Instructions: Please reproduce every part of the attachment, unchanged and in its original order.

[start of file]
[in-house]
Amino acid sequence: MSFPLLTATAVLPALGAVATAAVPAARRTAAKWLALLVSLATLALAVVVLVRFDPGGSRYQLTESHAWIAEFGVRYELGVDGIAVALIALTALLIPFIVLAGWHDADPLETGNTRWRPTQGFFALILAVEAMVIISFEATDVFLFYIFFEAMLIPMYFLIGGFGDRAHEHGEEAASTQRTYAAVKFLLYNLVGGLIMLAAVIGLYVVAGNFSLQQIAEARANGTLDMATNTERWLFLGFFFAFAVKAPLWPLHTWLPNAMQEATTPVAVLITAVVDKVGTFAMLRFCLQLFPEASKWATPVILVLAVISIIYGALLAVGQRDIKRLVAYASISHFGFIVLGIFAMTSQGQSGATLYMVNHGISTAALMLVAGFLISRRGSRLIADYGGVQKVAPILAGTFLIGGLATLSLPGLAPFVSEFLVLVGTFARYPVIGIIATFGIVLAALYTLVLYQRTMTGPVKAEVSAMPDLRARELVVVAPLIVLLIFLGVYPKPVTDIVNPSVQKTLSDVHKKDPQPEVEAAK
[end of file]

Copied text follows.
[in-house]
Amino acid sequence: MSFPLLTATAVLPALGAVATAAVPAARRTAAKWLALLVSLATLALAVVVLVRFDPGGSRYQLTESHAWIAEFGVRYELGVDGIAVALIALTALLIPFIVLAGWHDADPLETGNTRWRPTQGFFALILAVEAMVIISFEATDVFLFYIFFEAMLIPMYFLIGGFGDRAHEHGEEAASTQRTYAAVKFLLYNLVGGLIMLAAVIGLYVVAGNFSLQQIAEARANGTLDMATNTERWLFLGFFFAFAVKAPLWPLHTWLPNAMQEATTPVAVLITAVVDKVGTFAMLRFCLQLFPEASKWATPVILVLAVISIIYGALLAVGQRDIKRLVAYASISHFGFIVLGIFAMTSQGQSGATLYMVNHGISTAALMLVAGFLISRRGSRLIADYGGVQKVAPILAGTFLIGGLATLSLPGLAPFVSEFLVLVGTFARYPVIGIIATFGIVLAALYTLVLYQRTMTGPVKAEVSAMPDLRARELVVVAPLIVLLIFLGVYPKPVTDIVNPSVQKTLSDVHKKDPQPEVEAAK